Saturday, April 9, 2011
I remember my first big gas grill. I felt like Captain Kirk on the bridge of the Starship Enterprise. A console of space-age chrome and futuristic knobs awaited my command. I could sear six steaks or a slab of salmon at warp speed. The grill left the trademark grill-lines in the meats and the smell of burning fat wafted upwards. It was a good facsimile.
Like the arrival of white bread to universal praise in early 20th century homes, the gas grill heralded a new, less earth-bound era. Gone were the unpredictable and annoying skills of lighting the charcoal briquettes and getting an even burn.
So when did I lose the thrill? When did I fully come to grips with the disappointment of rusted grill bars and dysfunctional burner ports? When did I stop looking forward to hauling the canisters to the propane dealer?
I am a landscape designer and stonemason. Real materials, as old, and older than life on this planet, are my design elements. I enjoy growing a vegetable garden. I love fresh-baked bread and know how to make it. I like pizza as do most Americans.
The grill died, transfer-station dead. I had a stack of firebricks, I had a mason’s skills and tools, and I had a plan. A true brick oven, the kind used for centuries throughout the world, could be mine for the effort.
We look back on our lives and mark the pivotal moments: kindergarten, first love, first car, first job, marriage, children, owning a house (not necessarily in that order).
For anyone who likes to cook, a brick oven will be a pivotal moment, akin at least to a first car.
It is the ultimate cooking ‘appliance’. It can roast, bake, grill, broil, slow-cook, fast cook (pizza in 2 minutes) all on one firing with very little firewood. But it is not a food processor. You will find yourself looking forward to using it. You will sit next to it. You’ll admire the flames curling under the domed ceiling, the age-old magic of wood and brick. Cooking will become ceremonial.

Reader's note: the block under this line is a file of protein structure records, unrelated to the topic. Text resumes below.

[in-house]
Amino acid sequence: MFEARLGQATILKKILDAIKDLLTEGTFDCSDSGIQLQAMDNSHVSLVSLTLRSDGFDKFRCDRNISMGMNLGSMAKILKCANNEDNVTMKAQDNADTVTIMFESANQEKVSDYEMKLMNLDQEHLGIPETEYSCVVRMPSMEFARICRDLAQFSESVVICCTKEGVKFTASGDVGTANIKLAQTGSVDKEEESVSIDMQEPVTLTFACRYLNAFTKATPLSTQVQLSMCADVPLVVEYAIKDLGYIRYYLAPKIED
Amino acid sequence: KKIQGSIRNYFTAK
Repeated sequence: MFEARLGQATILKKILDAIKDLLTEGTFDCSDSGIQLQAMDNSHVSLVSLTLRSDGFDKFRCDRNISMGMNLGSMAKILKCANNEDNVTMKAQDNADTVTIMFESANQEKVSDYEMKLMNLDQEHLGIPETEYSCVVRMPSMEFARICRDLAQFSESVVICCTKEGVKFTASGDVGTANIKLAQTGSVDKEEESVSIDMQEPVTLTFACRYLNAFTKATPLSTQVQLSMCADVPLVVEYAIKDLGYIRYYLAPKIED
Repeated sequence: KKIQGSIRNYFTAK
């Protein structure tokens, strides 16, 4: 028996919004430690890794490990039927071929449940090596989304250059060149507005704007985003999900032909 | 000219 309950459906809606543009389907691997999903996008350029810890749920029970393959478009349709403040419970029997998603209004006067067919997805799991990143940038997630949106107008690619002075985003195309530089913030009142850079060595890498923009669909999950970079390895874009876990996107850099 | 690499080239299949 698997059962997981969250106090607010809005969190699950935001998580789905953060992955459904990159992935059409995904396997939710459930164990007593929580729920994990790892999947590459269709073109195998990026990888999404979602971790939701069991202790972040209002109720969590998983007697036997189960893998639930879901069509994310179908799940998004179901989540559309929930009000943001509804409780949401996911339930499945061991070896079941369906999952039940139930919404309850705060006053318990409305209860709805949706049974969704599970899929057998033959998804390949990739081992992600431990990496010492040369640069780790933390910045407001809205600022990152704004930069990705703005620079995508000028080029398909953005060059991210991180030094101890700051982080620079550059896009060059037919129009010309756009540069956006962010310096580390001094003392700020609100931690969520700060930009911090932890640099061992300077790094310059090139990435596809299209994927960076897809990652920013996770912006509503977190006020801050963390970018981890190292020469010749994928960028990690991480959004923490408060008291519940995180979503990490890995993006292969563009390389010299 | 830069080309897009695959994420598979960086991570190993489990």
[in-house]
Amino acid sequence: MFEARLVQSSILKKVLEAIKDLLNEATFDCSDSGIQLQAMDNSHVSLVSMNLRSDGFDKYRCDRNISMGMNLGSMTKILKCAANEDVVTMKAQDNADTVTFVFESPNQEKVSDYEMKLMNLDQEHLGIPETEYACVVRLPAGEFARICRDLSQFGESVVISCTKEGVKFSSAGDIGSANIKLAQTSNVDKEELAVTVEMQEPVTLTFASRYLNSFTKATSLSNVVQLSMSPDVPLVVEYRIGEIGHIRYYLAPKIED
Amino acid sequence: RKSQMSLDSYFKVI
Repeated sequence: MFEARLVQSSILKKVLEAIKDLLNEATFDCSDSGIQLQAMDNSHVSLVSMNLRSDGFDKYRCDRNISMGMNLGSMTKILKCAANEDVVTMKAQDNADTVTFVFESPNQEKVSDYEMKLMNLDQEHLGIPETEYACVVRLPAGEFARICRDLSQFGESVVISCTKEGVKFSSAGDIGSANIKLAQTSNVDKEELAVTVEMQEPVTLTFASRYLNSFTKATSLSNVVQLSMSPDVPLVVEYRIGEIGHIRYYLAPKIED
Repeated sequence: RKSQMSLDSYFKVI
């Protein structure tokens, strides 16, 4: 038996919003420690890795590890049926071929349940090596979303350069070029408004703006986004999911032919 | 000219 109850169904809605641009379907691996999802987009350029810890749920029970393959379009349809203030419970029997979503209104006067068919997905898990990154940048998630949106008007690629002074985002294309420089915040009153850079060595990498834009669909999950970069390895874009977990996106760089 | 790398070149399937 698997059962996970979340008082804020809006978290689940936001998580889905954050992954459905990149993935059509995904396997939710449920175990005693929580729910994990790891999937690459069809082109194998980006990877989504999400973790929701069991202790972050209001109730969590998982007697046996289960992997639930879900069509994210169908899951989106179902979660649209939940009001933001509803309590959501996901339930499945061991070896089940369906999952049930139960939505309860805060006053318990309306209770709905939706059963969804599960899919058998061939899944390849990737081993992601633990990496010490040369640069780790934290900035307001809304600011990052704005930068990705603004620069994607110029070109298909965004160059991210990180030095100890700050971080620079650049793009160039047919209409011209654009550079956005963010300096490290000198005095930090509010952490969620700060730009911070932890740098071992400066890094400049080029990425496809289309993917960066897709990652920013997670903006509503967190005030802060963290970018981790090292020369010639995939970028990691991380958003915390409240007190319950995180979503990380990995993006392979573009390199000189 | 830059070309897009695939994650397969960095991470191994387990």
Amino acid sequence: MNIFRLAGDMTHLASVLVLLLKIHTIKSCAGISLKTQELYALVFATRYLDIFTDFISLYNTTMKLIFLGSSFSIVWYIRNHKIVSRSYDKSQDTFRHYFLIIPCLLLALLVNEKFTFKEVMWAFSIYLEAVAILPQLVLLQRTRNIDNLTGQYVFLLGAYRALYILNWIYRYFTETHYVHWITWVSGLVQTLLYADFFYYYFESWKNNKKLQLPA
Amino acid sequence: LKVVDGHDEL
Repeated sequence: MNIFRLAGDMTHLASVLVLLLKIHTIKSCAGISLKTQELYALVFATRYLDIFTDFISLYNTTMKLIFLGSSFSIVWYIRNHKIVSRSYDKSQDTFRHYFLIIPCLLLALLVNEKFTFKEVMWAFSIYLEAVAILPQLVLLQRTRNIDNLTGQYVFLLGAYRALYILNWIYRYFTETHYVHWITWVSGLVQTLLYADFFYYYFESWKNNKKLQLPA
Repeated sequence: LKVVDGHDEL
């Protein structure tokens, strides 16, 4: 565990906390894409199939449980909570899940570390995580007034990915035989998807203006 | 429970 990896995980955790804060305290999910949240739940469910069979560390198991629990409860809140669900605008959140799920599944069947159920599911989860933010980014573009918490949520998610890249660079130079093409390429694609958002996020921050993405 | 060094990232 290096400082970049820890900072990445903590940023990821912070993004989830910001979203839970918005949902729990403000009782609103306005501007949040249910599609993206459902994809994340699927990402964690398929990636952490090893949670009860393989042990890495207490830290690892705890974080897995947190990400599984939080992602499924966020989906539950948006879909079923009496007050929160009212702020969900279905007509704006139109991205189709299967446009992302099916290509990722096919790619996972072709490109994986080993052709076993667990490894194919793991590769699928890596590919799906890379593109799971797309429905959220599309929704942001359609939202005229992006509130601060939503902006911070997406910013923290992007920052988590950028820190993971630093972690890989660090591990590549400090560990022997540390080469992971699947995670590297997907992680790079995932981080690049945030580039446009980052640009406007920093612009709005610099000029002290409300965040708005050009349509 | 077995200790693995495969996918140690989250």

It is a social event. The oven itself becomes the focal point of a gathering, providing both exquisite food and a bright flame. No longer do I have to lure friends to a party with promises I can’t personally fulfill (“it’ll be a great time”). I just have to fire up the oven and the event takes off. I’ve seen people giggling over making their own ‘dream’ pizza from a table full of ingredients. I get together with fellow bread-bakers and we shape and sample a dozen artisan breads, dipped in olive oil, slathered with butter, or just torn from the warm loaf. I have cooked an entire Thanksgiving dinner in my brick oven; popovers to pudding.
Whether the oven is outdoors, in a three-season room, or part of the kitchen, a brick oven is a timeless object. A brick oven will connect you to cultural roots you may not even know you have.
Like Rip Van Winkle waking from a centuries-long sleep, you will gaze at your gas grill as if you’d never seen anything so strange. The brick oven will appear as if it has been part of your life forever, and it has. All of our ancestors cooked in these. In Europe, Asia, the Middle East, Latin America, Scandinavia, Africa, North America, with small differences, people have made their food in brick ovens.
The experience awaits us, forward, into the past.